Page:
RENEE MONTAGNE, host:

And now Taser is marketing to women, which means convincing suburban moms to plunk down nearly $400 to buy a metallic pink weapon that looks like a Star Fleet phaser and delivers 50,000 volts of low current electricity. NPR's Libby Lewis has this story on one sales pitch.

LIBBY LEWIS: Come on in to this cozy split-level in Fairfield, Connecticut. There's humus and pita chips and a target in the shape of a human body. This is a Taser party. It's the inspiration of Dana Shafman; she's from Scottsdale, Arizona, home of the Taser. Her independent dealership called Shieldher sells Tasers to women for personal safety.

Ms. DANA SHAFMAN: Welcome to Shieldher's Taser party.

(Soundbite of applause)

LEWIS: Shafman's 35, she's likeable in that American go-get-'em kind of way. Her red suede cowboy boots go with her Second Amendment style.

Ms. SHAFMAN: You have a full right to carry this.

LEWIS: Though she doesn't need the Second Amendment - the U.S. government doesn't consider a Taser a firearm. They're legal in most states. Taser will sell you one if you are 18 or over and pass a felony background check.

Ms. SHAFMAN: In fact, I keep mine in my purse.

LEWIS: We're in one of the safest corners of America. In 2006, Fairfield had one homicide and three reported rapes, but as Shafman says we are next door to Bridgeport.

Ms. SHAFMAN: Twenty-eight murders and nine negligent manslaughter. Sixty-nine forcible rapes; 659 robberies.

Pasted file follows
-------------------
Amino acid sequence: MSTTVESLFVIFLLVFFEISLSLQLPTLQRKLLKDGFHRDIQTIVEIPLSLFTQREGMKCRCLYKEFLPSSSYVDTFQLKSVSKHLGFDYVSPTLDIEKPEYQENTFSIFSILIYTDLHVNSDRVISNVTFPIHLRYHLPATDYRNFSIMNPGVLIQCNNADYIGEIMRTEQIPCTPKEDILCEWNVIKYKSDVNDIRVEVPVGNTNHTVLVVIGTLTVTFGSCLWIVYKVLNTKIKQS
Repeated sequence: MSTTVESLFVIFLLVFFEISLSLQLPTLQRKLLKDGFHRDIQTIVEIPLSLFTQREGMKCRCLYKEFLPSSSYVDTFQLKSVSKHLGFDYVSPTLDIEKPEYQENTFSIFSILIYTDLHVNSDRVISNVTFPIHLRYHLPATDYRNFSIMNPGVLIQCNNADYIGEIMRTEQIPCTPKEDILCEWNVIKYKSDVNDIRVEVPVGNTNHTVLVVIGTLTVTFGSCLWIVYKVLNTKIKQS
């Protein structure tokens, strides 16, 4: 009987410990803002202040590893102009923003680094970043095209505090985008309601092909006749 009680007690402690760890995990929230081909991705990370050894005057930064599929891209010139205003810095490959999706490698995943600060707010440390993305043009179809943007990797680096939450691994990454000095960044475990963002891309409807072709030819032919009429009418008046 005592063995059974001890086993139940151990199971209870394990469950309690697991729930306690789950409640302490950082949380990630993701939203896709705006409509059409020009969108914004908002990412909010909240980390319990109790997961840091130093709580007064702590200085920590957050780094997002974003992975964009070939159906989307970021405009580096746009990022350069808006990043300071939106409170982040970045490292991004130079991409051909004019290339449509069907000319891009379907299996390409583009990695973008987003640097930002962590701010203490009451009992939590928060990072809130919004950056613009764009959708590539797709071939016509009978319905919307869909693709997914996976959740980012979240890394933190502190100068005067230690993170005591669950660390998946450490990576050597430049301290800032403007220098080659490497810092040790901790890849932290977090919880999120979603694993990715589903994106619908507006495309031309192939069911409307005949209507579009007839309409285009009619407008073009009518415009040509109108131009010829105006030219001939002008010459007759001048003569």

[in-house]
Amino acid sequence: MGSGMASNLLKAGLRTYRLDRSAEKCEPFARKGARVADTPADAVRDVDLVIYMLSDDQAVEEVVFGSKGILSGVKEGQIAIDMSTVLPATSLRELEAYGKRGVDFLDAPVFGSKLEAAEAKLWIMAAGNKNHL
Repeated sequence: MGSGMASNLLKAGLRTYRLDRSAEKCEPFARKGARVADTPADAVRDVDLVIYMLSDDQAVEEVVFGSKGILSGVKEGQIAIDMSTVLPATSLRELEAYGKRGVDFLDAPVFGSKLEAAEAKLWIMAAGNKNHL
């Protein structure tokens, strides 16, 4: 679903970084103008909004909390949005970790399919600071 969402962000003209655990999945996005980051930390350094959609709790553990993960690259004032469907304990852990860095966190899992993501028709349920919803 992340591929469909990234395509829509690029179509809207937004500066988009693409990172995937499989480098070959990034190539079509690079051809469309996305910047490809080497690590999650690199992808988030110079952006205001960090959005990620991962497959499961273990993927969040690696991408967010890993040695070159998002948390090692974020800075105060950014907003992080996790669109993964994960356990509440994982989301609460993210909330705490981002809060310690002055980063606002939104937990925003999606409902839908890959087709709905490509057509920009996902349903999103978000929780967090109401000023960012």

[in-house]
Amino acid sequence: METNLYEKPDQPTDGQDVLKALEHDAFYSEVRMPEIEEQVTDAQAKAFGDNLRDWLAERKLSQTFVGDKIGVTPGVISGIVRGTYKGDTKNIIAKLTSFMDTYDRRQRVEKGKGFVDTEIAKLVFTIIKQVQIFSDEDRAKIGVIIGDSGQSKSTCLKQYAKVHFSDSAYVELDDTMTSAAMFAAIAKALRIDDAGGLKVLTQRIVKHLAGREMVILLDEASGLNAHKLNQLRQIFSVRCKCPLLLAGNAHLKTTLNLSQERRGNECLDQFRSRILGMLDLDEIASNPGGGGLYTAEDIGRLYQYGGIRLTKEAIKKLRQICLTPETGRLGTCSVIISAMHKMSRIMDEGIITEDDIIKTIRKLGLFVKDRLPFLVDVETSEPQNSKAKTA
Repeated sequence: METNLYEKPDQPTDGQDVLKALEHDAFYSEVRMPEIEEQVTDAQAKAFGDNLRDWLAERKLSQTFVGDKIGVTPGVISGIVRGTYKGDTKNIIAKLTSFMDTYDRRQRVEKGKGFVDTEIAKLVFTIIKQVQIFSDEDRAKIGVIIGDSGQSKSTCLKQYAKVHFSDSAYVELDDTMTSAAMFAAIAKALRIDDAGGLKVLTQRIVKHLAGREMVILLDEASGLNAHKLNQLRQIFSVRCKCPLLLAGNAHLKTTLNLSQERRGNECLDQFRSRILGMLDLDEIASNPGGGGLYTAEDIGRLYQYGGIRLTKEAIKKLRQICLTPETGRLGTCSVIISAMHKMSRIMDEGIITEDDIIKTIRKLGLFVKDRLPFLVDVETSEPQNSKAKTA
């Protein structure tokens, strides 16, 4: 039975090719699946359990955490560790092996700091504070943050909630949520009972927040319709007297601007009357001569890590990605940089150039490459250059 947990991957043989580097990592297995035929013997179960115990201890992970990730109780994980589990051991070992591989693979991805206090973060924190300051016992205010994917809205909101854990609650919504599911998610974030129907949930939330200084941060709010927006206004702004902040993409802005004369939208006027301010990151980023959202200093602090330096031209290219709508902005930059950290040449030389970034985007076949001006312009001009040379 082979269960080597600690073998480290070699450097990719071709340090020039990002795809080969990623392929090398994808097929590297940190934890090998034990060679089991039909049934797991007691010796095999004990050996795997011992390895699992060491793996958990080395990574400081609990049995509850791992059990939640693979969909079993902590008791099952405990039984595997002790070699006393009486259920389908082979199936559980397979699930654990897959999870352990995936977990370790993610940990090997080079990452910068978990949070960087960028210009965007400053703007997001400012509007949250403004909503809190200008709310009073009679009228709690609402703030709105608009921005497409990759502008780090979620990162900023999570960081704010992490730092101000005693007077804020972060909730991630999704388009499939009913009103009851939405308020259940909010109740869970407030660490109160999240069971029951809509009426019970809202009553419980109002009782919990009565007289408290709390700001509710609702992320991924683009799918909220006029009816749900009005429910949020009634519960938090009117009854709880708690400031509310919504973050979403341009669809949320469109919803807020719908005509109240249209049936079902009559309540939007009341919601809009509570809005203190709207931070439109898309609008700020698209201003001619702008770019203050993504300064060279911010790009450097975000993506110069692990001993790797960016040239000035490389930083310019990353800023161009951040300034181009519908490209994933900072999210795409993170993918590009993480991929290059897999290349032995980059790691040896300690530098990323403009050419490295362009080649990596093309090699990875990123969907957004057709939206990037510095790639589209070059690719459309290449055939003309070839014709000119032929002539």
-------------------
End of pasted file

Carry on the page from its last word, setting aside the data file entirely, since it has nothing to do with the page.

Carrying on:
LEWIS: And she has campus crime numbers for those with college-age children.

Ms. SHAFMAN: My last Taser party, somebody asked me a really good question and they said to me, do you think that you are scaring people into buying Tasers? My response to that is watch the news.

LEWIS: Debbie Deutsche, a mom from Fairfield, has a question.

Ms. DEBBIE DEUTSCHE: Do you think law enforcement is afraid of seeing people out on the street with Tasers?

Ms. SHAFMAN: You know, I think it's a great question. I think that law enforcement is concerned about the issue.

LEWIS: Shafman raises the safety question head on.

Ms. SHAFMAN: It is not a lethal weapon. It has never been proven that the Taser causes death.

LEWIS: Well, that's an issue that's complicated and far from settled. More than 200 people have died after being hit by Tasers or similar electric shock weapons. The Justice Department is studying what role Tasers might have had in some deaths. Enough talk. It's time to shoot. Debbie Deutsche goes first.

Ms. SHAFMAN: Go ahead and open it up, aim, and go ahead and shoot.

LEWIS: The human target Shafman's brought is aluminum. It lights up when Deutsche hits it. Police Tasers go for five seconds. These Tasers deliver an electrical shock for 30 seconds straight.

Ms. SHAFMAN: Now, open it up and hit it again

LEWIS: And whoever's holding it can give repeated shocks by pressing the trigger over and over. Shafman says the idea is to let you tase a bad guy several times and then run away.

Ms. SHAFMAN: And who's next? Rachel?

Unidentified Woman: Come on, Rae.

LEWIS: Pretty soon everybody's shooting.

(Soundbite of Taser party)

LEWIS: Nobody buys a Taser tonight, but Shafman's selling about one every day.

Libby Lewis, NPR News.

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